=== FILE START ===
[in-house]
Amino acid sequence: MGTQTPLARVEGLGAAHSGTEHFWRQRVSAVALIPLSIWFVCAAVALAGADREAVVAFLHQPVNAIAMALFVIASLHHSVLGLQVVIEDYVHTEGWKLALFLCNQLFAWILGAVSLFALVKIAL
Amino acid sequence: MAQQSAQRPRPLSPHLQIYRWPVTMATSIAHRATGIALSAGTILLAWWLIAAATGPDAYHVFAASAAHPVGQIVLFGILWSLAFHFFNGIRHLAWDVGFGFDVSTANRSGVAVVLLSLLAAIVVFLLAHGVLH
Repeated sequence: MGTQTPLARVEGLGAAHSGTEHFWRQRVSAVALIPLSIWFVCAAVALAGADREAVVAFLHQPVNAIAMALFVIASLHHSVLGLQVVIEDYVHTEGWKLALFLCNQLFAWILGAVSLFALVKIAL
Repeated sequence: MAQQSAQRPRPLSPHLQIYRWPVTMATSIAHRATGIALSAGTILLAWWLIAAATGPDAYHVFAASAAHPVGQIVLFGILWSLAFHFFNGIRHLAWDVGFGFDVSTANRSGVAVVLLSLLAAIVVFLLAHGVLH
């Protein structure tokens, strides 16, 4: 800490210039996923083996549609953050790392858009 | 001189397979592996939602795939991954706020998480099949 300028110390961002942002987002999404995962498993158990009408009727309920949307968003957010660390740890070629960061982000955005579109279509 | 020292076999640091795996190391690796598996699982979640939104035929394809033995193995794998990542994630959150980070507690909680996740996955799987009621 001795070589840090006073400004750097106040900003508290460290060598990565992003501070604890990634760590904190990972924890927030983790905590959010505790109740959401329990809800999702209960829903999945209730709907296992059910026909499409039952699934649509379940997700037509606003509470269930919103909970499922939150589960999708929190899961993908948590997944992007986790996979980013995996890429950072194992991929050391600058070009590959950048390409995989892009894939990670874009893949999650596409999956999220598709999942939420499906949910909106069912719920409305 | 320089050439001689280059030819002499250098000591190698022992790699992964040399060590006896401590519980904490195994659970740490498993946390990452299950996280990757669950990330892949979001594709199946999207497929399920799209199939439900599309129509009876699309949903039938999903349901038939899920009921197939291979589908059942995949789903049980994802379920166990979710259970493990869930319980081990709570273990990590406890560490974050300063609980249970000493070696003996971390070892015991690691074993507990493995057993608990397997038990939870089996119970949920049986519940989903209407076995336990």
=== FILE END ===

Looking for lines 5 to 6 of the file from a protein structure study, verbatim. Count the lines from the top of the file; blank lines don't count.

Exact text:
Repeated sequence: MAQQSAQRPRPLSPHLQIYRWPVTMATSIAHRATGIALSAGTILLAWWLIAAATGPDAYHVFAASAAHPVGQIVLFGILWSLAFHFFNGIRHLAWDVGFGFDVSTANRSGVAVVLLSLLAAIVVFLLAHGVLH
């Protein structure tokens, strides 16, 4: 800490210039996923083996549609953050790392858009 | 001189397979592996939602795939991954706020998480099949 300028110390961002942002987002999404995962498993158990009408009727309920949307968003957010660390740890070629960061982000955005579109279509 | 020292076999640091795996190391690796598996699982979640939104035929394809033995193995794998990542994630959150980070507690909680996740996955799987009621 001795070589840090006073400004750097106040900003508290460290060598990565992003501070604890990634760590904190990972924890927030983790905590959010505790109740959401329990809800999702209960829903999945209730709907296992059910026909499409039952699934649509379940997700037509606003509470269930919103909970499922939150589960999708929190899961993908948590997944992007986790996979980013995996890429950072194992991929050391600058070009590959950048390409995989892009894939990670874009893949999650596409999956999220598709999942939420499906949910909106069912719920409305 | 320089050439001689280059030819002499250098000591190698022992790699992964040399060590006896401590519980904490195994659970740490498993946390990452299950996280990757669950990330892949979001594709199946999207497929399920799209199939439900599309129509009876699309949903039938999903349901038939899920009921197939291979589908059942995949789903049980994802379920166990979710259970493990869930319980081990709570273990990590406890560490974050300063609980249970000493070696003996971390070892015991690691074993507990493995057993608990397997038990939870089996119970949920049986519940989903209407076995336990």